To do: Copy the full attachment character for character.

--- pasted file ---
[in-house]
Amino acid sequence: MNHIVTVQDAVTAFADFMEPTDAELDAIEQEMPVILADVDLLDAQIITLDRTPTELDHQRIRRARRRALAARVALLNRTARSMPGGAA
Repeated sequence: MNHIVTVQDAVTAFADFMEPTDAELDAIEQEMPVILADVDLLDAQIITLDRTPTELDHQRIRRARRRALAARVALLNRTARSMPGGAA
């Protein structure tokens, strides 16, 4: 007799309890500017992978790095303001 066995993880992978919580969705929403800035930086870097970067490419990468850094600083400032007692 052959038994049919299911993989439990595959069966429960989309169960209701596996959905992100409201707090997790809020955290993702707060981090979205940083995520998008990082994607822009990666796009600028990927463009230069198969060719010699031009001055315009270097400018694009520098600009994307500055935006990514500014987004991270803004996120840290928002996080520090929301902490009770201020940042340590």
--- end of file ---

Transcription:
[in-house]
Amino acid sequence: MNHIVTVQDAVTAFADFMEPTDAELDAIEQEMPVILADVDLLDAQIITLDRTPTELDHQRIRRARRRALAARVALLNRTARSMPGGAA
Repeated sequence: MNHIVTVQDAVTAFADFMEPTDAELDAIEQEMPVILADVDLLDAQIITLDRTPTELDHQRIRRARRRALAARVALLNRTARSMPGGAA
């Protein structure tokens, strides 16, 4: 007799309890500017992978790095303001 066995993880992978919580969705929403800035930086870097970067490419990468850094600083400032007692 052959038994049919299911993989439990595959069966429960989309169960209701596996959905992100409201707090997790809020955290993702707060981090979205940083995520998008990082994607822009990666796009600028990927463009230069198969060719010699031009001055315009270097400018694009520098600009994307500055935006990514500014987004991270803004996120840290928002996080520090929301902490009770201020940042340590």